The Importance Of Frank Sinatra’s Bad Ass, Feminist, Abortion-Providing Mother
One hundred years ago tomorrow, Frank Sinatra was born in an upstairs tenement in Hoboken, New Jersey. It was not an easy birth by any means — the 13.5 ounce baby had to be removed via forceps, which resulted in a scar on his face that remained there for the rest of his life. This weekend, you’ll be hearing a lot about Sinatra, but I figured this might also be a good time to write about the amazingly bad ass woman who gave birth to him.
I broke down in tears earlier this year when I first found out about Dolly Sinatra. It sounds a little dramatic, sure, but it happened — and I am not a big crier at all. I read about her in a book called Living The Revolution: Italian Women’s Resistance and Radicalism in New York, 1880-1945 by Jennifer Guglielmo, which is probably my favorite thing that I have read this year.
Dolly Sinatra’s primary trade was as a midwife. And, as a midwife, she was known not just for delivering babies, but for providing safe abortions for Catholic Italian women across Hoboken, earning her the nickname “Hatpin Dolly.” This was at a time, mind you, when abortion was illegal–Dolly put herself at incredible risk in order to help these women.
Not only that, but in 1919, she chained herself to City Hall in support of women’s suffrage. In the 1920s, she became the Democratic leader of Hoboken’s third ward, using her ability to speak both Italian and English to advocate for the rights of new immigrants. She was reportedly very powerful in this position, and essentially ran half of Hudson County due to her ability to deliver votes.
She also ran a damn saloon during Prohibition, which is pretty freaking awesome as well.
Sinatra said of his mother:
“My mother is what you would call a progressive. She decided she didn’t want to be just a housekeeper and studied nursing and is now a graduate nurse. She was always interested in conditions outside her own home. My father, too, but he was the more silent type.”
“My mother influenced me a great deal. She was a self taught woman, very bright, had good common sense and was a hard worker … My earliest memories of my father, Marty, are in the kitchen. He did much of the cooking, as Dolly, my mother was a powerful force and dedicated worker in the political arena. She was out there fighting for women’s rights before women even knew they should have them.”
And influence him she did. Although Sinatra would lean Republican in his later years, early on, he was an unexpected champion of racial equality. He refused to play segregated venues, and thus, along with Sammy Davis, Jr., played a big part in the desegregation of Nevada hotels and casinos. He reportedly had quite a temper in regards to prejudice, and according to Orson Welles, he once slugged a saloon owner for refusing to serve a black musician.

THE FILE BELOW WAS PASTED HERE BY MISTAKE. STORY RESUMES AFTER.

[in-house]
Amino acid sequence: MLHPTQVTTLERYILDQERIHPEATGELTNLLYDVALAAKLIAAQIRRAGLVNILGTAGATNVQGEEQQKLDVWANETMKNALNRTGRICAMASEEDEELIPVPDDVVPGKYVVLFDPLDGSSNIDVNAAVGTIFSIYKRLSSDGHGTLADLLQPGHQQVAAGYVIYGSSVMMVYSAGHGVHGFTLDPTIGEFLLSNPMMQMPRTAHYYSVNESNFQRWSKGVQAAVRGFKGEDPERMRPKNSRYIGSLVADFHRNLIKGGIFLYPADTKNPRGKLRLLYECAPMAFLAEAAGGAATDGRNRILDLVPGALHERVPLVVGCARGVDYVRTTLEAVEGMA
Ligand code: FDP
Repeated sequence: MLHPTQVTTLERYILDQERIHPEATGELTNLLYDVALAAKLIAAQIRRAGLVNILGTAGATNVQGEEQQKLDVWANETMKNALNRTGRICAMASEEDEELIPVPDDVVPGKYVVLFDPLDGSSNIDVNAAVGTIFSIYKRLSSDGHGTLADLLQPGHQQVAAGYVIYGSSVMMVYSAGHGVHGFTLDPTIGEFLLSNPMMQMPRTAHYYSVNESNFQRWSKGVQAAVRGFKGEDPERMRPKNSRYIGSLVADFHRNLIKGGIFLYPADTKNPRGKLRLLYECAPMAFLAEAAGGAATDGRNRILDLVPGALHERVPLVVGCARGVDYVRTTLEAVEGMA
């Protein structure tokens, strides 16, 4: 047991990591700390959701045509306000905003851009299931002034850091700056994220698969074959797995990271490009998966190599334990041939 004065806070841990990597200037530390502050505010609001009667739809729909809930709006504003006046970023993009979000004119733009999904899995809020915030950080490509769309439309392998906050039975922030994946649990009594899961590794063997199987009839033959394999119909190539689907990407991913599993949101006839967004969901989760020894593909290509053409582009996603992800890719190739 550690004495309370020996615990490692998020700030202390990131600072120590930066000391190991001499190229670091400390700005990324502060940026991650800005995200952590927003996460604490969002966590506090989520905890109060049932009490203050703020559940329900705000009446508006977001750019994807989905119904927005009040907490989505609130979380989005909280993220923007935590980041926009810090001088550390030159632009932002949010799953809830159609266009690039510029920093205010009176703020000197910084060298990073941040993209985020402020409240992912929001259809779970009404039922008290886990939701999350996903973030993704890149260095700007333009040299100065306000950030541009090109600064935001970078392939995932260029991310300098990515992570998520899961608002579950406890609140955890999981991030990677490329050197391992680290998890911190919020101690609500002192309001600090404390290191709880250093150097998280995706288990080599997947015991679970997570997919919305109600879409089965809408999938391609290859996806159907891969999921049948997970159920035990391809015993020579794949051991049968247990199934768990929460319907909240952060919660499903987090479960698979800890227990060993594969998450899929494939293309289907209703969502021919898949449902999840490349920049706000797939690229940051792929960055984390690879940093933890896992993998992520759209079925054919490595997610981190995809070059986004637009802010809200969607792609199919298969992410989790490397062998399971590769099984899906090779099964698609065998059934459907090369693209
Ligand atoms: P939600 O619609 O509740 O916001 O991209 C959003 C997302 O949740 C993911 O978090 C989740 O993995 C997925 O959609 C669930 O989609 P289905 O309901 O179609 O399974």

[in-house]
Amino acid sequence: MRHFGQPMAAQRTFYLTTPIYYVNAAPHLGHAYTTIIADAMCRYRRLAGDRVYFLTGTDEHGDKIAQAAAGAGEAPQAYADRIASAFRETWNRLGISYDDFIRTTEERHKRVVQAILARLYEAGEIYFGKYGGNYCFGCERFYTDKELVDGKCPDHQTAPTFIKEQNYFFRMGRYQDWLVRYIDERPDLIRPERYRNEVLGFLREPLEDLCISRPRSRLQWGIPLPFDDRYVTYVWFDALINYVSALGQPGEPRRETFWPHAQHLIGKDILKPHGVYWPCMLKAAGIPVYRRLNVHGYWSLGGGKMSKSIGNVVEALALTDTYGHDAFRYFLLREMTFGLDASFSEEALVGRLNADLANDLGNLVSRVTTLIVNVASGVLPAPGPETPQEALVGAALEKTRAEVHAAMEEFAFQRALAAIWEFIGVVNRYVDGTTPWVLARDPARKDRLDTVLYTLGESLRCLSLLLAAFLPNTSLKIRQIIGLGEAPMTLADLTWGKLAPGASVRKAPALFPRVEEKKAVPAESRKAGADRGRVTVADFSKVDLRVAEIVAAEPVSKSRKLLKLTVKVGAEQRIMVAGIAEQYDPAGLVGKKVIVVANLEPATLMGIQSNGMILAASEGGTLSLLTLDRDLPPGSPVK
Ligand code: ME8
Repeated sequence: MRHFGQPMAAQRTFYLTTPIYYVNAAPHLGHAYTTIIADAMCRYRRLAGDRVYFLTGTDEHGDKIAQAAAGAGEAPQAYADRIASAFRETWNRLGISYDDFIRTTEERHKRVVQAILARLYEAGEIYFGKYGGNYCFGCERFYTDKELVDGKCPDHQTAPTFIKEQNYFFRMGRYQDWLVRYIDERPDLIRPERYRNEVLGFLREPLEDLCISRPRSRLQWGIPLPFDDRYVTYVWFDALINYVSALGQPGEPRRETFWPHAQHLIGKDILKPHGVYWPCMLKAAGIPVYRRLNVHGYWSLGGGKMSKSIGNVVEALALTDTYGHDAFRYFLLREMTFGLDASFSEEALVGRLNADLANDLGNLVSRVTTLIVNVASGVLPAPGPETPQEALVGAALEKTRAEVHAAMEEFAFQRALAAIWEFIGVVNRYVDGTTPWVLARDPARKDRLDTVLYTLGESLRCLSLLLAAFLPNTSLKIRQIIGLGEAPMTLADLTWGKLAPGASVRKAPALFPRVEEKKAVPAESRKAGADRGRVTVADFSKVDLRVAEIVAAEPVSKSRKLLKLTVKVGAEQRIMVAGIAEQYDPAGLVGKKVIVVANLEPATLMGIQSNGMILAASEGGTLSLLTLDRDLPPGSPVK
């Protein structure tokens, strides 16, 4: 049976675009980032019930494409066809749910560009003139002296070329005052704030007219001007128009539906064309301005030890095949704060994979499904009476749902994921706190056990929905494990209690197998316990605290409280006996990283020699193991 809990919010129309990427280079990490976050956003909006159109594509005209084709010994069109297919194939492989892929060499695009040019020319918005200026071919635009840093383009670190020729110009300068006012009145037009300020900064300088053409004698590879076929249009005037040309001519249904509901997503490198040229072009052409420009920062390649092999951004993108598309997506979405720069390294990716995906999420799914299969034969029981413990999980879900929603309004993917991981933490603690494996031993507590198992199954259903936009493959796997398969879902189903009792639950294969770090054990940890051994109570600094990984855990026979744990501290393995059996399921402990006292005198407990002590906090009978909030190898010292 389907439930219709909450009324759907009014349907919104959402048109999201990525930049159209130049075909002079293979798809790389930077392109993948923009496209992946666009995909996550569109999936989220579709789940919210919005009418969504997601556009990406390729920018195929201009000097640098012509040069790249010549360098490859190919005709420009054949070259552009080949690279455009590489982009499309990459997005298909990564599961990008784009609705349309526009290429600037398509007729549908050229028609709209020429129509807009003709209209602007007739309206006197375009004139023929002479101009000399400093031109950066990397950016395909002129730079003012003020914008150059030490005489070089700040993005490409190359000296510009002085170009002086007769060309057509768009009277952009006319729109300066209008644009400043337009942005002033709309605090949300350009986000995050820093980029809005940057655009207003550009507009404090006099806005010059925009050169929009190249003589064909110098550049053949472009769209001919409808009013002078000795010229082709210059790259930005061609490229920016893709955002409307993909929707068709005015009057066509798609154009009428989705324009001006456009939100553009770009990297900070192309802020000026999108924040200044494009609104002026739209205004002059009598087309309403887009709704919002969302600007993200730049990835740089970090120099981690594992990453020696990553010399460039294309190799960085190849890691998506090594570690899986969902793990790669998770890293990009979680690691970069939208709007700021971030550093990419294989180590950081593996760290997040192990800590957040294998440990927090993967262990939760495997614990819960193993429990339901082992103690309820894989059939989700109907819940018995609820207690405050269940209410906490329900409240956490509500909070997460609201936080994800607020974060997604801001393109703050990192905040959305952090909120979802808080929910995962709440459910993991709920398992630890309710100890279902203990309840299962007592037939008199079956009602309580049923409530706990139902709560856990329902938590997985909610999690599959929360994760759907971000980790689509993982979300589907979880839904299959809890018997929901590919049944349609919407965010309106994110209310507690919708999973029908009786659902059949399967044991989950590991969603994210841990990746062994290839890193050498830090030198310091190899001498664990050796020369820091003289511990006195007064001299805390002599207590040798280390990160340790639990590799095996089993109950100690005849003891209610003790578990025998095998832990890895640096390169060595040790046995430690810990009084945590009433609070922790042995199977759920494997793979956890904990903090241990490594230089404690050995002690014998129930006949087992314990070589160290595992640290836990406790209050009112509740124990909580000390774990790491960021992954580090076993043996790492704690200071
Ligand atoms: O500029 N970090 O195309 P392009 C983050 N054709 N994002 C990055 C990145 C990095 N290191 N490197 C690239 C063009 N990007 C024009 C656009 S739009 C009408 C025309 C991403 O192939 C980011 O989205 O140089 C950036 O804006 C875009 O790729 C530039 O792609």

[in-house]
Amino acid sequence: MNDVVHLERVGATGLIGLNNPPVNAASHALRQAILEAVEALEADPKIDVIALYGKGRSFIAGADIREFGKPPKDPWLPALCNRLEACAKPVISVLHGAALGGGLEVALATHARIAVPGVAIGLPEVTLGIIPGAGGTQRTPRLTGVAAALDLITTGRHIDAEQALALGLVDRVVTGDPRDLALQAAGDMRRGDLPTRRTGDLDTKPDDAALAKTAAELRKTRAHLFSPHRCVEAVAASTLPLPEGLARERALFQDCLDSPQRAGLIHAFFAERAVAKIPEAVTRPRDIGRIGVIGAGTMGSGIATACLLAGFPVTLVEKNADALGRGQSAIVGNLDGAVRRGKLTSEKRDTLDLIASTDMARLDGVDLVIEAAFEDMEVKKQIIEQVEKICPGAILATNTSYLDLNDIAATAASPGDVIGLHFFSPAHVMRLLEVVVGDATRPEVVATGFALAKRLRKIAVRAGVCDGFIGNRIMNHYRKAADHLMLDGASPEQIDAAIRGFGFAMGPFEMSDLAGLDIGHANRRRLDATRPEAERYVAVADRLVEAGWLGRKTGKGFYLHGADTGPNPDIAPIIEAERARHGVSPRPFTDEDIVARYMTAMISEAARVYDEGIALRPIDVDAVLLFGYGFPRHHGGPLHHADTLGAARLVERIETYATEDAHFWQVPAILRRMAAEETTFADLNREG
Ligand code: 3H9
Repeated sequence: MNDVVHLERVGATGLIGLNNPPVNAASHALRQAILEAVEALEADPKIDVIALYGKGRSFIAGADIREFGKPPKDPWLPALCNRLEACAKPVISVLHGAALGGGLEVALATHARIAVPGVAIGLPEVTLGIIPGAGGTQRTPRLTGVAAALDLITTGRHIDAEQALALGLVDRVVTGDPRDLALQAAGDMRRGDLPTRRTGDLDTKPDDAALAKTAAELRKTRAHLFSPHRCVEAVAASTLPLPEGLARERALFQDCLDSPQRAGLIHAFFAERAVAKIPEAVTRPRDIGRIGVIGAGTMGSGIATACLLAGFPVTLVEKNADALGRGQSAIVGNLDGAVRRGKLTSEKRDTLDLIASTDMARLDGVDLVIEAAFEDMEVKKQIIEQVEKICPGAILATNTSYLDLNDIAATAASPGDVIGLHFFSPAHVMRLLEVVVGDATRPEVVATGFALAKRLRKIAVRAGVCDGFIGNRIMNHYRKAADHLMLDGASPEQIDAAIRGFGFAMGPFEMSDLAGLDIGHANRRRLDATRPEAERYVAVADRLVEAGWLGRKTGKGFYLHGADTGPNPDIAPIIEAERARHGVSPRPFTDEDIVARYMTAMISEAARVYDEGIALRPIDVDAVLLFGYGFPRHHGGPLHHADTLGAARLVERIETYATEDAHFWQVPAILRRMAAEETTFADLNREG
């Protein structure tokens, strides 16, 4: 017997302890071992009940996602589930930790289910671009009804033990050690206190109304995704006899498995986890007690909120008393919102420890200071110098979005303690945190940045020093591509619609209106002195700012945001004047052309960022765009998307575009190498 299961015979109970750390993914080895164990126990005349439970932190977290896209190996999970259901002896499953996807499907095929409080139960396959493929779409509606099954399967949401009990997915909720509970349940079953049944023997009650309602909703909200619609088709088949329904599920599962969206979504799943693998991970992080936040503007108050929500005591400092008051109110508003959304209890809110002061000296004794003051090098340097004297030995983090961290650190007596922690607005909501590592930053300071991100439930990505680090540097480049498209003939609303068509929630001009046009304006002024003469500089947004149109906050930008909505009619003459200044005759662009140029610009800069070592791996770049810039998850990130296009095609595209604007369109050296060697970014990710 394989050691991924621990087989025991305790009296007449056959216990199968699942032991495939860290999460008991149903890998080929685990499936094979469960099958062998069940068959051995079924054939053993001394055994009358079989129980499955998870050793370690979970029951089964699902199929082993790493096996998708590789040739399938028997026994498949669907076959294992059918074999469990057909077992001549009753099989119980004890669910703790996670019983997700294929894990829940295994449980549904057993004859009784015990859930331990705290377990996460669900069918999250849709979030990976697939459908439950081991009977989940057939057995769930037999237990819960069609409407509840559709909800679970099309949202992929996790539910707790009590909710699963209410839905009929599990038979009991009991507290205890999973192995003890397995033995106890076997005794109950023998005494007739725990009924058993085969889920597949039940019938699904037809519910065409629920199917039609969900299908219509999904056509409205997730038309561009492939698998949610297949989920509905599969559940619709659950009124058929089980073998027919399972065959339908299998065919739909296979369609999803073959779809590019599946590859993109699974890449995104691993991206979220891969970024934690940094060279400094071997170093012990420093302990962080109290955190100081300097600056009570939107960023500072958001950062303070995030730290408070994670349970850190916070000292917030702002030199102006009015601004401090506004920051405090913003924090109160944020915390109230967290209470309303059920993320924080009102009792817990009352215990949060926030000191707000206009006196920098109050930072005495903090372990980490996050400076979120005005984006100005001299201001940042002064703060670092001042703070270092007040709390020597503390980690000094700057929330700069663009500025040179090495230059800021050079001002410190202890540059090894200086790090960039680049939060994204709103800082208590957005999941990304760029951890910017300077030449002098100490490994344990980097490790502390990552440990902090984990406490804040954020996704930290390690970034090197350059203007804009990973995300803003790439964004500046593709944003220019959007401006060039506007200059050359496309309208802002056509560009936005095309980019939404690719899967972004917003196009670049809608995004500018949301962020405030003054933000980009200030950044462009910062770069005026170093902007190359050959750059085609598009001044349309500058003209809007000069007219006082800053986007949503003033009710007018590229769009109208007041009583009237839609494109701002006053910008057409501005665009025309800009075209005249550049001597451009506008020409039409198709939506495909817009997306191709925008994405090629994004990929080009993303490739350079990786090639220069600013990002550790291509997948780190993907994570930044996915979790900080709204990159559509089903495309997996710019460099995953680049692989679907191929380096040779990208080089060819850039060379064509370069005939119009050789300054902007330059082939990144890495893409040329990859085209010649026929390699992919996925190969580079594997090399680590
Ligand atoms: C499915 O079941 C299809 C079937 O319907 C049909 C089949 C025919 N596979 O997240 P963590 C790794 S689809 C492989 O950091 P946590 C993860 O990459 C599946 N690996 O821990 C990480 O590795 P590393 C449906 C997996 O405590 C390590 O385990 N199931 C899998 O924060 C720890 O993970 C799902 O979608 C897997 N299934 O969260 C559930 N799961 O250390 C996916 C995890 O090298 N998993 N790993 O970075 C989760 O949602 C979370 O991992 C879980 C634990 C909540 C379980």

It’s hard to explain why I was so excited over Dolly Sinatra, and why finding out about her being a bad ass feminist meant so much to me.
Pretty much all of my politics and feminism comes from my mother — the Irish side — and I grew up feeling deeply embarrassed by, and resentful of, the patriarchal nature of Italian culture. Hell, I was angry at it. It wasn’t a thing I wanted anything to do with. To this day I get furious when some guy asks me if I’m going to cook for him. I was resolute that I would never have some cafone bellowing “Where’s the olive oil?” at me, when he knew damn well where the olive oil was, but just didn’t feel like getting up.
When you read about the women’s suffrage movement, it’s easy to assume that Italian-American women were not participating in that at all. At least I always did. When you read about the Italian anarchists and Italians in the labor movement in the United States, it’s largely focused on men — like Carlo Tresca and Sacco and Vanzetti — you don’t hear a lot about people like anarcho-feminist Maria Roda or union organizer Angela Bambace. Sure, there are a hell of a lot more of us now — Jessica Valenti, LaChrista Greco, Elena Ferrante, hell, even Camille Paglia, I guess. But there is something different about knowing that Italian women weren’t just totally absent from the women’s movement until 30 years ago or so.
It maybe sounds ridiculous, but feeling as though the women of my “culture” weren’t fighting against injustice–instead favoring the stereotype of making macaroni, popping out babies and being super Catholic–was something I felt kind of ashamed of. To be able to look at someone like Dolly Sinatra and go “Oh! Hey! There were bad ass Italian feminists after all!” has been a really big deal for me.
So, Happy Birthday, Frank. But more importantly, thank you Dolly.